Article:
Hmmm if you like Cantonese roasties, maybe drop in to Ming Kee (call ahead to make sure they are open) and get a rice plate for lunch? Literally eating with local Cantonese and Toishanese Cantonese in the area and construction worker types, super blue collar. Sit down to order from waitress (menu is under the glass cover on the table) Just get BBQ pork/char siu and soy sauce chicken rice plate (or you can order individual plates of some of their roastes a la carte, the menu will mention it), it will hit the spot so good (cash only).


Okay, sounds good… I think. :sweat: :sweat_drops:

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You spend more than two hours at dim sum? Wow. And as I mentioned the 38 Geary bus is a total winner.

For years people have been telling me that Yank Sing isn’t popular with the Chinese community, but usually the majority of tables around me are speaking Chinese.

It is about classics executed well rather than trendy stuff and novelties. Which is true of San Francisco in general.

I always recommend tourists in SF leave their cars at the hotel and use public transit or Lyft. Not only is parking expensive in a lot of neighborhoods but you can waste an annoying amount of time finding parking.

Sam’s Grill is great, one of the few remaining old-school SF places (their web site has a quote from M. F. K. Fisher about a visit there in 1915) that hasn’t modernized. I’ve found the food better than at the quite similar Tadich Grill, which doesn’t take reservations.

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I think you’ll get a much better bang for your buck with Air BnB. If there is a big conference in SF, rates at hotels can be nuts.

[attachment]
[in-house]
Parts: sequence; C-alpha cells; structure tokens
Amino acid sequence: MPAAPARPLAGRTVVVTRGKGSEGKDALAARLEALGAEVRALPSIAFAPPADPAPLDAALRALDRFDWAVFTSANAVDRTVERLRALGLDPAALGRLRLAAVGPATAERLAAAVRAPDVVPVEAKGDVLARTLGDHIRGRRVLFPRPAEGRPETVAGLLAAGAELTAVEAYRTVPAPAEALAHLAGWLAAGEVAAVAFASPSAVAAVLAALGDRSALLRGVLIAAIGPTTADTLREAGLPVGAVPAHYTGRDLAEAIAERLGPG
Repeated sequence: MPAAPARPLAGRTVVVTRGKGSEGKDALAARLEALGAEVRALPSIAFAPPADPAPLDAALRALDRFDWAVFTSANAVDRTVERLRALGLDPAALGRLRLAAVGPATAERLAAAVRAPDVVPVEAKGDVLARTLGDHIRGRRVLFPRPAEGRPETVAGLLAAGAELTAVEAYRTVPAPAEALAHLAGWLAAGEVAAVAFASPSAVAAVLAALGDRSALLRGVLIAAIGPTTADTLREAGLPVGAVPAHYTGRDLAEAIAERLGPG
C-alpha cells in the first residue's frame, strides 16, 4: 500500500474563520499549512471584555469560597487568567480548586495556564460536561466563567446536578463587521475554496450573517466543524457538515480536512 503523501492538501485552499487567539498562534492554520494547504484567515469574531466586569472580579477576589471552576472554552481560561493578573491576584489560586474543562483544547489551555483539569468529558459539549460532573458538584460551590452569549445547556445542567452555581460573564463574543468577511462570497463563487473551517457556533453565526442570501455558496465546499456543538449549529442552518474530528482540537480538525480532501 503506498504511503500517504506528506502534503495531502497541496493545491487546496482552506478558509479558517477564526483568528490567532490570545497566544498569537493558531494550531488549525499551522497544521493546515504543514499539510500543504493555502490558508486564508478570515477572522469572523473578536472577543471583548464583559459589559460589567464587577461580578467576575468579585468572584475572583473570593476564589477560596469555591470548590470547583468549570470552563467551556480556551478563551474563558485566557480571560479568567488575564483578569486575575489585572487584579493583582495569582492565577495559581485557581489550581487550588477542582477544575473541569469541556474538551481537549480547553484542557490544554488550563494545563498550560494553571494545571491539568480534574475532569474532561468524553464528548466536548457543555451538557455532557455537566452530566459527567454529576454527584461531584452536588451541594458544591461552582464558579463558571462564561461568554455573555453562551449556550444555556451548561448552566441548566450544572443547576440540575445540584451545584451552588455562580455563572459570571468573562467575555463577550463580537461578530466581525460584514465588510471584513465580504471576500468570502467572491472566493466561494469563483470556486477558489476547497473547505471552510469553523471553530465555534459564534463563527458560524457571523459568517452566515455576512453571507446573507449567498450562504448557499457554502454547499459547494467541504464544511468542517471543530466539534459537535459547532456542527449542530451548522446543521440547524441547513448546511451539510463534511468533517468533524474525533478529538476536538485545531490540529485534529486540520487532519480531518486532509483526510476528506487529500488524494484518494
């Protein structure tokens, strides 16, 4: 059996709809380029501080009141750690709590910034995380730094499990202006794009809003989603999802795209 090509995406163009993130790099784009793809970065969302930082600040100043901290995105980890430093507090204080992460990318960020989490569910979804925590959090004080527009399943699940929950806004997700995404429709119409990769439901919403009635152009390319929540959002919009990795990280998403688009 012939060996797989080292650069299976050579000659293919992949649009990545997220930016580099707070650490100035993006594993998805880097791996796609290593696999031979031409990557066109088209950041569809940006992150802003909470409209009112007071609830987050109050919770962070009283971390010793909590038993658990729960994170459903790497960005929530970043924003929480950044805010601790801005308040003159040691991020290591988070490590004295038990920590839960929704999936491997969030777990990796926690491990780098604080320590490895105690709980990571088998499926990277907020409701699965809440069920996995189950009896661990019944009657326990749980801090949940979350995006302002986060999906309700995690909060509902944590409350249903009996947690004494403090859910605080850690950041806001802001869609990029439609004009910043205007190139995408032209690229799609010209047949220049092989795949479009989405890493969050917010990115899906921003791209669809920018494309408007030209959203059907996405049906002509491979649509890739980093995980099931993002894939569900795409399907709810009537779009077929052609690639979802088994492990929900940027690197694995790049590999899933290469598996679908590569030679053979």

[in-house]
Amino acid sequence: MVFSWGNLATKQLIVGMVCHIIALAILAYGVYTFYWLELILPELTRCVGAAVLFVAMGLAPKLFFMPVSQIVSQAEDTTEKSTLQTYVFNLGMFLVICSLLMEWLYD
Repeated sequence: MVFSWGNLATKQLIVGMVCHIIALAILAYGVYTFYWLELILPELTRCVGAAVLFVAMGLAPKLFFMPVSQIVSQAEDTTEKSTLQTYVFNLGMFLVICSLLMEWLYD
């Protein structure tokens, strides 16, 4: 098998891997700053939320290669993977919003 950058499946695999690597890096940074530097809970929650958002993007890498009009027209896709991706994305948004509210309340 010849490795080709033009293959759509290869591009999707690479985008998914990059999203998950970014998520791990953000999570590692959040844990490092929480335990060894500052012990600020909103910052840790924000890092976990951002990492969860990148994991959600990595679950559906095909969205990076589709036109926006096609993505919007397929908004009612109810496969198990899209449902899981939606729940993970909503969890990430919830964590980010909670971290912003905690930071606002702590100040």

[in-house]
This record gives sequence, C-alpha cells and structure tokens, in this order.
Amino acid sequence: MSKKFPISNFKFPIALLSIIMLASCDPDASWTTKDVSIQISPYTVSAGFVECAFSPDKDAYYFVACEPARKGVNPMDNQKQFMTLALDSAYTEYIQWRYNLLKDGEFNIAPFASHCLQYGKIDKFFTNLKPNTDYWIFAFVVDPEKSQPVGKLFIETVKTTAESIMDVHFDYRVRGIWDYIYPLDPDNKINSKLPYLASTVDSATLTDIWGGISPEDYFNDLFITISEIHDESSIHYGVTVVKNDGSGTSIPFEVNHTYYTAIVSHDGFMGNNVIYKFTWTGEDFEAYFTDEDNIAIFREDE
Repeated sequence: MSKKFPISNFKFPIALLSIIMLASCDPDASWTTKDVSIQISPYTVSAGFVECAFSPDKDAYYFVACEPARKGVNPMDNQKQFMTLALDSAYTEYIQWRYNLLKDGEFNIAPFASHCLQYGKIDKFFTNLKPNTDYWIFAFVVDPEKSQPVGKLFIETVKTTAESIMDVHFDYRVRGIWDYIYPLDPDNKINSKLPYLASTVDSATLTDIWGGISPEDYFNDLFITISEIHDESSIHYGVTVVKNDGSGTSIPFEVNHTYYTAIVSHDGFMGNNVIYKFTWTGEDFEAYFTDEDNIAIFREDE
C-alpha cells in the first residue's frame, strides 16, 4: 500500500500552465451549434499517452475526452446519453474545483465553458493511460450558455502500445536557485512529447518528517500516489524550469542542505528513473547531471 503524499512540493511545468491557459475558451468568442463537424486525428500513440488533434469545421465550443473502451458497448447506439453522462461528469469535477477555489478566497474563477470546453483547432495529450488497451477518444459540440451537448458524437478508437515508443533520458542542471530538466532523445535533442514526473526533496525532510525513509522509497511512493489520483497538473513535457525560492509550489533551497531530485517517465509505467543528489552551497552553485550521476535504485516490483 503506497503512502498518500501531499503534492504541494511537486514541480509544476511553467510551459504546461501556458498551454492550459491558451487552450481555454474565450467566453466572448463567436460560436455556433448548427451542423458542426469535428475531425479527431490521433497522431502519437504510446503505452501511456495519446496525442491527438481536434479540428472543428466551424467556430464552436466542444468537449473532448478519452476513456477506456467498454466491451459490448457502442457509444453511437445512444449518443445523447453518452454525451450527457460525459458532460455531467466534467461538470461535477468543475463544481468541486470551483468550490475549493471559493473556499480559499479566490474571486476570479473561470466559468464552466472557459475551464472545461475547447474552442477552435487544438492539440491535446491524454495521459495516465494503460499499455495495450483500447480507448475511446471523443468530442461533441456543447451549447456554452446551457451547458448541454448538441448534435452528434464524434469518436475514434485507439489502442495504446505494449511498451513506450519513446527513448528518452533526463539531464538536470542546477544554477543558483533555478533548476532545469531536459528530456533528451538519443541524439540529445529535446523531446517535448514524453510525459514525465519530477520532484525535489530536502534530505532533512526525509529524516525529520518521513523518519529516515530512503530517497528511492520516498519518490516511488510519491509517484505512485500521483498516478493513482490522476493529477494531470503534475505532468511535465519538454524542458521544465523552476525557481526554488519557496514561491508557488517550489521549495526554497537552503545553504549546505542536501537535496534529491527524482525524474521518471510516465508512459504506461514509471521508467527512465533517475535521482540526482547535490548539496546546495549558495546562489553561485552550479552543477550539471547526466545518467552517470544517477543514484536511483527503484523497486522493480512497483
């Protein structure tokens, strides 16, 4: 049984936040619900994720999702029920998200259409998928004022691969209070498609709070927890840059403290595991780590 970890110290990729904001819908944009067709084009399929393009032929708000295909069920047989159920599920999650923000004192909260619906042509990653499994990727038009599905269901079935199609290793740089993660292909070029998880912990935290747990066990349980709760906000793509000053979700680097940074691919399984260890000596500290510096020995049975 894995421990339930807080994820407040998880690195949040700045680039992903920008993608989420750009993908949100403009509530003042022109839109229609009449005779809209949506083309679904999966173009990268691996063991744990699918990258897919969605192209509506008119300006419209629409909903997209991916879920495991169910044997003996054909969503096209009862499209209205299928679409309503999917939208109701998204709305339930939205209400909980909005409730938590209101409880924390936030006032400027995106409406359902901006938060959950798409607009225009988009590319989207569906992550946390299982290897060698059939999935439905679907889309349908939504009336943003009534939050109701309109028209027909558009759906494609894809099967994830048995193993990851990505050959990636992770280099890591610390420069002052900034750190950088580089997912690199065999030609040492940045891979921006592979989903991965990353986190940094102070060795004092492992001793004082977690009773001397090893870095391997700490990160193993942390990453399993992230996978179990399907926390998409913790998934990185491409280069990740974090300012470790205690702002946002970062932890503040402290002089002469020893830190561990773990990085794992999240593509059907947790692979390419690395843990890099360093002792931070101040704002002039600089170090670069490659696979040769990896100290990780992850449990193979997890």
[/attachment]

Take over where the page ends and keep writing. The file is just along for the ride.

If you do a hotel you’ll pay a bloody fortune for parking. I’ve seen some airbnb’s in the city that came with parking.

I don’t know if you can open this but I selected every nabe I could find (and screwed up with a couple across the Bay Bridge). I filtered for parking but didn’t put in a price.[]=%2Fhomes&adults=2&children=0&checkin=2019-05-01&checkout=2019-05-05&place_id=ChIJIQBpAG2ahYAR_6128GcTUEo&allow_override[]=&min_beds=1&min_bathrooms=1&amenities[]=9&neighborhood_ids[]=645&neighborhood_ids[]=358&neighborhood_ids[]=359&neighborhood_ids[]=626&neighborhood_ids[]=475&neighborhood_ids[]=3701&neighborhood_ids[]=350&neighborhood_ids[]=635&neighborhood_ids[]=479&neighborhood_ids[]=362&neighborhood_ids[]=634&neighborhood_ids[]=351&neighborhood_ids[]=3671&neighborhood_ids[]=3730&neighborhood_ids[]=354&neighborhood_ids[]=3627&neighborhood_ids[]=470&neighborhood_ids[]=419&neighborhood_ids[]=623&neighborhood_ids[]=421&neighborhood_ids[]=627&neighborhood_ids[]=385&neighborhood_ids[]=616&neighborhood_ids[]=353&neighborhood_ids[]=388&neighborhood_ids[]=2546&neighborhood_ids[]=379&neighborhood_ids[]=383&neighborhood_ids[]=471&search_type=FILTER_CHANGE&s_tag=bPsJWLou


Note that this is just advice and stragetic/logical planning. Don’t forget, I told to get there 30+ mins before opening which means you have already lost 30+ mins in the meter, leaving you with 1.5 hours or less of dining time. There will be lag time in between putting your orders in the checksheet vs when they arrive at your table, and the prospect of waiting for something hand carried out that are non checksheet orders (available for the taking/ordering). You can’t just assume things at face value and assume that it’s going to be an easy in and out even if you are in the first seating (or you could be SOL and be one of the last people to get in first seating, you never know). Better safe than sorry, or just eat fast and face indigestion…


I love the way you phrased that. Very reassuring. :o)


That’s true. Thanks.